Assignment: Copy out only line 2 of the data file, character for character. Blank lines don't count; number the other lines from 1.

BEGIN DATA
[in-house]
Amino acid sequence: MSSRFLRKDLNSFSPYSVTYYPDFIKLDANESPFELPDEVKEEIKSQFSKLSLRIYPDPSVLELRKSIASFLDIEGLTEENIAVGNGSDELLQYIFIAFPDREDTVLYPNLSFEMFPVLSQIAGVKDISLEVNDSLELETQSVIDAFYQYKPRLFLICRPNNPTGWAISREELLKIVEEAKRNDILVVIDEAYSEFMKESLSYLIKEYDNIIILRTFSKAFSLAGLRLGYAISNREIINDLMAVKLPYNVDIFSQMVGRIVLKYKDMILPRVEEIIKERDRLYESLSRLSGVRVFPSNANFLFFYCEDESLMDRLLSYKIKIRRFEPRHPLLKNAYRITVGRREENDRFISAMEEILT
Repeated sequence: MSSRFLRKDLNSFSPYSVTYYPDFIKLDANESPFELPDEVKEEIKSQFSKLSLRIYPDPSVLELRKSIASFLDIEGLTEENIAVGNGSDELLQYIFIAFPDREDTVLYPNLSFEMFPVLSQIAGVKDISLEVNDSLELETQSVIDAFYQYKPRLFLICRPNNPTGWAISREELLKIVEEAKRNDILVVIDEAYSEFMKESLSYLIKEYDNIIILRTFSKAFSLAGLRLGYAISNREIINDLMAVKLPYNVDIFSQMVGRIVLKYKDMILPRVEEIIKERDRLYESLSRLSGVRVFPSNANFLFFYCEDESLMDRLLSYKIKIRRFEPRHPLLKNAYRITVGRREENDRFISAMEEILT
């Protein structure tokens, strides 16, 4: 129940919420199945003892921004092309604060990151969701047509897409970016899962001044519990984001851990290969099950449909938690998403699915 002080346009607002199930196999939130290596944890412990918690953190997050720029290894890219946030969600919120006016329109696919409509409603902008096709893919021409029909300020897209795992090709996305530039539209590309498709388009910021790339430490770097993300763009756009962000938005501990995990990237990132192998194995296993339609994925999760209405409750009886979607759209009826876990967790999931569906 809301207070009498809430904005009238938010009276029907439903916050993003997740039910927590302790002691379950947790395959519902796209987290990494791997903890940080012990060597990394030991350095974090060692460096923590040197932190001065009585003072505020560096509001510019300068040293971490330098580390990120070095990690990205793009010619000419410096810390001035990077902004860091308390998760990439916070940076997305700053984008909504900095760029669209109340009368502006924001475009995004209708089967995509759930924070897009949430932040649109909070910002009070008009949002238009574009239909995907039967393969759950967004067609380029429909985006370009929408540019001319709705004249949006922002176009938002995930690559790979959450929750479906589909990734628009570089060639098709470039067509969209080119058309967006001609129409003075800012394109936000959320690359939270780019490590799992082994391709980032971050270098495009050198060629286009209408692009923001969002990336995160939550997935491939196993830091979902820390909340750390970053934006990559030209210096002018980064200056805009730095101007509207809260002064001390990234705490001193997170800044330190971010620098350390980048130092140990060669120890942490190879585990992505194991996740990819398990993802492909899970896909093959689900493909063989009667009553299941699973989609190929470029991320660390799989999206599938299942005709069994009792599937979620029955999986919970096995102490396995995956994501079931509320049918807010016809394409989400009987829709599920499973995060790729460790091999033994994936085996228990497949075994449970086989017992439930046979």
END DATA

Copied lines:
Amino acid sequence: MSSRFLRKDLNSFSPYSVTYYPDFIKLDANESPFELPDEVKEEIKSQFSKLSLRIYPDPSVLELRKSIASFLDIEGLTEENIAVGNGSDELLQYIFIAFPDREDTVLYPNLSFEMFPVLSQIAGVKDISLEVNDSLELETQSVIDAFYQYKPRLFLICRPNNPTGWAISREELLKIVEEAKRNDILVVIDEAYSEFMKESLSYLIKEYDNIIILRTFSKAFSLAGLRLGYAISNREIINDLMAVKLPYNVDIFSQMVGRIVLKYKDMILPRVEEIIKERDRLYESLSRLSGVRVFPSNANFLFFYCEDESLMDRLLSYKIKIRRFEPRHPLLKNAYRITVGRREENDRFISAMEEILT